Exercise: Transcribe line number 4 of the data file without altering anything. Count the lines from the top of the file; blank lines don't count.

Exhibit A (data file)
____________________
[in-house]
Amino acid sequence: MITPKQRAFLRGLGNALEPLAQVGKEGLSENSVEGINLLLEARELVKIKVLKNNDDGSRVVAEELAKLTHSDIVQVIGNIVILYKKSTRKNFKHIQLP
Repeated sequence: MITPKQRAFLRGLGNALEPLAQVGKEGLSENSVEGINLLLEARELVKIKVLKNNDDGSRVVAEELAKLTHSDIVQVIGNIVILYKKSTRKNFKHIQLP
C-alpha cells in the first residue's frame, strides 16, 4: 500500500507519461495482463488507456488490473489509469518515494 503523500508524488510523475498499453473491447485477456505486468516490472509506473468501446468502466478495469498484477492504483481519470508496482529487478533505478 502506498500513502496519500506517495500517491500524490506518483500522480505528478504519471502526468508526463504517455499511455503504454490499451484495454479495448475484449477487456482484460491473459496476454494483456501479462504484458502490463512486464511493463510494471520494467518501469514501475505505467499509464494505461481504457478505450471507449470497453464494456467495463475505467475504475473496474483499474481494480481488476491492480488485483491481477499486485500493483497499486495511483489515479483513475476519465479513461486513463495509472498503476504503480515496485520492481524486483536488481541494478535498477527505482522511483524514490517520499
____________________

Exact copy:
C-alpha cells in the first residue's frame, strides 16, 4: 500500500507519461495482463488507456488490473489509469518515494 503523500508524488510523475498499453473491447485477456505486468516490472509506473468501446468502466478495469498484477492504483481519470508496482529487478533505478 502506498500513502496519500506517495500517491500524490506518483500522480505528478504519471502526468508526463504517455499511455503504454490499451484495454479495448475484449477487456482484460491473459496476454494483456501479462504484458502490463512486464511493463510494471520494467518501469514501475505505467499509464494505461481504457478505450471507449470497453464494456467495463475505467475504475473496474483499474481494480481488476491492480488485483491481477499486485500493483497499486495511483489515479483513475476519465479513461486513463495509472498503476504503480515496485520492481524486483536488481541494478535498477527505482522511483524514490517520499